On Tue, 22 Jan 2019 at 16:38, AB_ba# <[hidden email]> wrote:
Thanks Laurenz
Surprise to know that there are no official recommendation from PostgreSQL.

On Mon, Jan 21, 2019 at 9:14 PM Laurenz Albe <[hidden email]> wrote:
AB_ba# wrote:
> I searched the complete PostgreSQL Documentation but didn't get anything with respect to IO scheduler recommendation.
> What is being recommended by PostgreSQL ?

There is no clear recommendation.

I personally have seen workloads where changing from "cfq" to "deadline"
or "noop" improved performance by a factor of 4, but on many systems "cfq"
seems to be doing at least as good as the others.

I believe that it depends a lot on your hardware configuration and
your workload, and you are best advised to run a realistic load test.

> Which is the best IO scheduler considering the Data is hosted on NFS?

No idea - probably depends on what is behind the NFS.

Make sure to use hard, fg mounts.
If you can, use "jumbo frames" so that an 8KB block can fit into
a single IP frame.

Yours,
Laurenz Albe
--
Cybertec | https://www.cybertec-postgresql.com



--
Thanks and Regards
ANUP BHARTI


--
regards,

Tim

--
Tim Cross


--
Angular momentum makes the world go 'round.
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Re: IO scheduler recommendation

AB_ba#
It all depends on your experience, There are number of deployments that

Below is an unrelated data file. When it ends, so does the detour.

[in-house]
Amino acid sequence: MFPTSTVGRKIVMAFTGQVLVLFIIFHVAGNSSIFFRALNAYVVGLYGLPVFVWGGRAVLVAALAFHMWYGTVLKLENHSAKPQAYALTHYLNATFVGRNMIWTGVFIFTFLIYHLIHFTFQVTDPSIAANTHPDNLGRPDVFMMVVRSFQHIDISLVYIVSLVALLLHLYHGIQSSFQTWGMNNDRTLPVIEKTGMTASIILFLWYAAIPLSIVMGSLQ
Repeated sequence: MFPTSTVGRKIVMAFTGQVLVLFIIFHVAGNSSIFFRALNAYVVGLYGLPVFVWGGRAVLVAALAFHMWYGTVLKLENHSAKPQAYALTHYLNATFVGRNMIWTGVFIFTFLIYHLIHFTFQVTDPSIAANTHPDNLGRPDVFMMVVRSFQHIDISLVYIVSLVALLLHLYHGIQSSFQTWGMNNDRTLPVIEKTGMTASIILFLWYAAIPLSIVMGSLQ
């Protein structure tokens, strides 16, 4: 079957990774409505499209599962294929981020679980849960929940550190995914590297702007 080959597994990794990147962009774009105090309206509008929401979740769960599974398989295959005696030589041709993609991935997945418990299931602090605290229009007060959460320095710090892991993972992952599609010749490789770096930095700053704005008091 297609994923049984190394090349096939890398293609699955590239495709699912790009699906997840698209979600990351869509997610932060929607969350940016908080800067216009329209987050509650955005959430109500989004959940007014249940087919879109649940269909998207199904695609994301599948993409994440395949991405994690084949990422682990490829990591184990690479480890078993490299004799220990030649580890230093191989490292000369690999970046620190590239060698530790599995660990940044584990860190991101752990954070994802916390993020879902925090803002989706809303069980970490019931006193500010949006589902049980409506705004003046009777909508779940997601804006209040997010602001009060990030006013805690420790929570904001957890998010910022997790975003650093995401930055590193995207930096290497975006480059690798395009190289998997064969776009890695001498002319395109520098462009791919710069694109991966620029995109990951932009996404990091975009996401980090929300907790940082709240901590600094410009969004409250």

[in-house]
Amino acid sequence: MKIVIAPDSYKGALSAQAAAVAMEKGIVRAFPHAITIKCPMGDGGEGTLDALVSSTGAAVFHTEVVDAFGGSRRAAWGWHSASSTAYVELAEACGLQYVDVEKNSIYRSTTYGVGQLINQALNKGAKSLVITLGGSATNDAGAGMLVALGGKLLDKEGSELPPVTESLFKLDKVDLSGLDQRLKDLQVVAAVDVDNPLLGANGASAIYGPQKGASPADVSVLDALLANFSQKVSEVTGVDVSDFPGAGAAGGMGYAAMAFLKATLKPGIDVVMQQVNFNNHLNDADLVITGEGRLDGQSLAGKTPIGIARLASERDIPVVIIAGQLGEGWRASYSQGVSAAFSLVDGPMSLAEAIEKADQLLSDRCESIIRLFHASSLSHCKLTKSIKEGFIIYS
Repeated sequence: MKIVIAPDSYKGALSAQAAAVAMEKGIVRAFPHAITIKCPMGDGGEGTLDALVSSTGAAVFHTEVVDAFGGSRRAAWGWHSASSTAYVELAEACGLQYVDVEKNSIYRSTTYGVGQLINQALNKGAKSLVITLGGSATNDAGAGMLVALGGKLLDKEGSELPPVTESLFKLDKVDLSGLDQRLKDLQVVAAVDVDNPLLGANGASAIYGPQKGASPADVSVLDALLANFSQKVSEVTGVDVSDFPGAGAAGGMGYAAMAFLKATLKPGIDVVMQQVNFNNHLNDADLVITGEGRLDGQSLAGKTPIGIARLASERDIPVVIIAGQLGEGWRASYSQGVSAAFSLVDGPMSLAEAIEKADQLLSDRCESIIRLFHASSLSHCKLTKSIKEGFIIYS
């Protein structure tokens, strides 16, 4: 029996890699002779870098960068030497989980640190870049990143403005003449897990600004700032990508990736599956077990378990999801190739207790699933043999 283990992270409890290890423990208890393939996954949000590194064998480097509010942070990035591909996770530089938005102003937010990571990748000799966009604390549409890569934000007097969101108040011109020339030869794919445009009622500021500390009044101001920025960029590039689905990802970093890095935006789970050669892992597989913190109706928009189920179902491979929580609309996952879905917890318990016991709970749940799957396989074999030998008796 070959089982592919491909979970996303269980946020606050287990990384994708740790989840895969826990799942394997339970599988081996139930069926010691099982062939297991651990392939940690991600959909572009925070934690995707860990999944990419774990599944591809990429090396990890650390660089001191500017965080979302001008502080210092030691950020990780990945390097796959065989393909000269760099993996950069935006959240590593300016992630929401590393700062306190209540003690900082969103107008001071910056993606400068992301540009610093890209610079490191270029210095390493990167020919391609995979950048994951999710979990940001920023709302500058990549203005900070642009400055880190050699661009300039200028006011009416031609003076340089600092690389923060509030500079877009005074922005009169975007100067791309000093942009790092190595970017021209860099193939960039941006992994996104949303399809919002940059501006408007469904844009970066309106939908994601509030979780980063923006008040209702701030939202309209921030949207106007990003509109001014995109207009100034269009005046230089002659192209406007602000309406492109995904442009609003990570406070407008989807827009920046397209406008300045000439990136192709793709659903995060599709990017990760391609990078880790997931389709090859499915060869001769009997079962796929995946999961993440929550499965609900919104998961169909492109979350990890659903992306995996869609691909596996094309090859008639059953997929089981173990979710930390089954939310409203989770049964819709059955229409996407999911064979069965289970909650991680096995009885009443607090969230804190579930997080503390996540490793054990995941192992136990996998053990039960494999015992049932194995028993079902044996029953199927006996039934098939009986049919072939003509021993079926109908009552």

are working great with NFS.


Also,IO scheduler settings applies to block devices not to NFS.

On Tue, Jan 22, 2019 at 12:42 PM Ron <[hidden email]> wrote:
Isn't the use of NFS pretty high on the "things not to do with Postgres" list?

On 1/22/19 12:13 AM, Tim Cross wrote:
I suspect the main reason there are no official recommendations is because setting the IO scheduler is a  low level optimisation, getting very close to a 'mciro-optimisation' compared to other areas of optimisation.  Some even consider playing at this level to be somewhat of a black art - primarily because it is very complicated and dependent on many, many variables (hardware, use profile, data profile etc). For these reasons, I doubt there is a clear 'winner' for PG (especially as PG doesn't do direct IO to disk like Oracle does).  I suspect the fact your using NFS will overshadow any differences with the IO scheduling algorithm as well.  Regardless, the only reliable way to select the best algorithm would be extensive benchmarking using realistic data and usage profiles. 

On Tue, 22 Jan 2019 at 16:38, AB_ba# <[hidden email]> wrote:
Thanks Laurenz
Surprise to know that there are no official recommendation from PostgreSQL.

On Mon, Jan 21, 2019 at 9:14 PM Laurenz Albe <[hidden email]> wrote: